Perhaps it would be a purely conventional attack, without chemical weaponry. But, I doubted it. Chemical strikes had become too common in this conflict. The rebels had become addicted to them, having grasped the marvelous economy of such weapons. I tried to look out through the window slits but, it was very difficult with the mask on. The vehicle lurched over rough ground and the bouncing horizon filled with smoke and dust.
“This is Karma”
“I’m listening,” I said, dispensing with call signs, trying to keep everything as simple as possible with the mask on.
“This is Karma. Chemical Strike, I repeat, Chemical Strike.” Karma was our chemical reconnaissance team.
“What kind of agent?” The lieutenant demanded of the radio. I could already envision the scene that would await us when we dismounted the vehicles. Nothing helped; there was nothing we could do.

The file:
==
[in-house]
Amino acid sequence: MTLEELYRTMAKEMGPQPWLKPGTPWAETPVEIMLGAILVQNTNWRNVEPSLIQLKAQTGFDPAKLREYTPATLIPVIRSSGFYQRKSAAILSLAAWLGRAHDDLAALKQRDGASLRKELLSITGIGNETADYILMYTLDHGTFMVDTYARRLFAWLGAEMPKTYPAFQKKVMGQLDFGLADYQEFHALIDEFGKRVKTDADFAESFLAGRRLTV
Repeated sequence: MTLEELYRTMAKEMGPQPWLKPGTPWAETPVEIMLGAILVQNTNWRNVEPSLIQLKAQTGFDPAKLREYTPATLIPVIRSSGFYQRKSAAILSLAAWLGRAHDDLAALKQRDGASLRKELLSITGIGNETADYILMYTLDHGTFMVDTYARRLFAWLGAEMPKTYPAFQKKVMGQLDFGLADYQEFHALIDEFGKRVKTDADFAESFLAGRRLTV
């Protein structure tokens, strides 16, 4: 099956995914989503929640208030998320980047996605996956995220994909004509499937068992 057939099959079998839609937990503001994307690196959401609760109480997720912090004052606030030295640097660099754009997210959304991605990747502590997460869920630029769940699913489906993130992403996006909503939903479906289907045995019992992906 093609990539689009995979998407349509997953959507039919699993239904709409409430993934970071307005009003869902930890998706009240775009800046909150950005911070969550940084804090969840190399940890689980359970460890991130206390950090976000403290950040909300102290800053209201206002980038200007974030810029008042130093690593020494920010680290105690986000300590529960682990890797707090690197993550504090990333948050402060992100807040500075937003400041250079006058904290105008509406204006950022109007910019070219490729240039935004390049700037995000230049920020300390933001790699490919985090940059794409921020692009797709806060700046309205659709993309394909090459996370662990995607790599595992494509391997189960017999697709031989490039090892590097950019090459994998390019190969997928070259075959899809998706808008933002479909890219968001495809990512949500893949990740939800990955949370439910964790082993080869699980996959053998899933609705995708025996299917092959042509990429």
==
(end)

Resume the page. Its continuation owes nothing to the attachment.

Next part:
“No reading yet. Our remote is fried. I just read hot.”
“This is Alpha,” “They’re leaving. Looks like just one pass.”
The voice sounded too clear.
“Do you have your goddamned mask on?” I demanded.
“No…no, we were engaging the enemy. We’ve got a good seal on the vehicle, and….”
“Get your mask on, you stupid bastard. I don’t want any unnecessary casualties. Do you read me?” The LT literally screamed.
No answer. His nerves seemed to be going. He had stepped on the other man’s transmission. They had merely cancelled each other out.
“All teams,” The First Sergeant transmitted, enunciating slowly and carefully, trying to restore order. “Report in order of call signs.”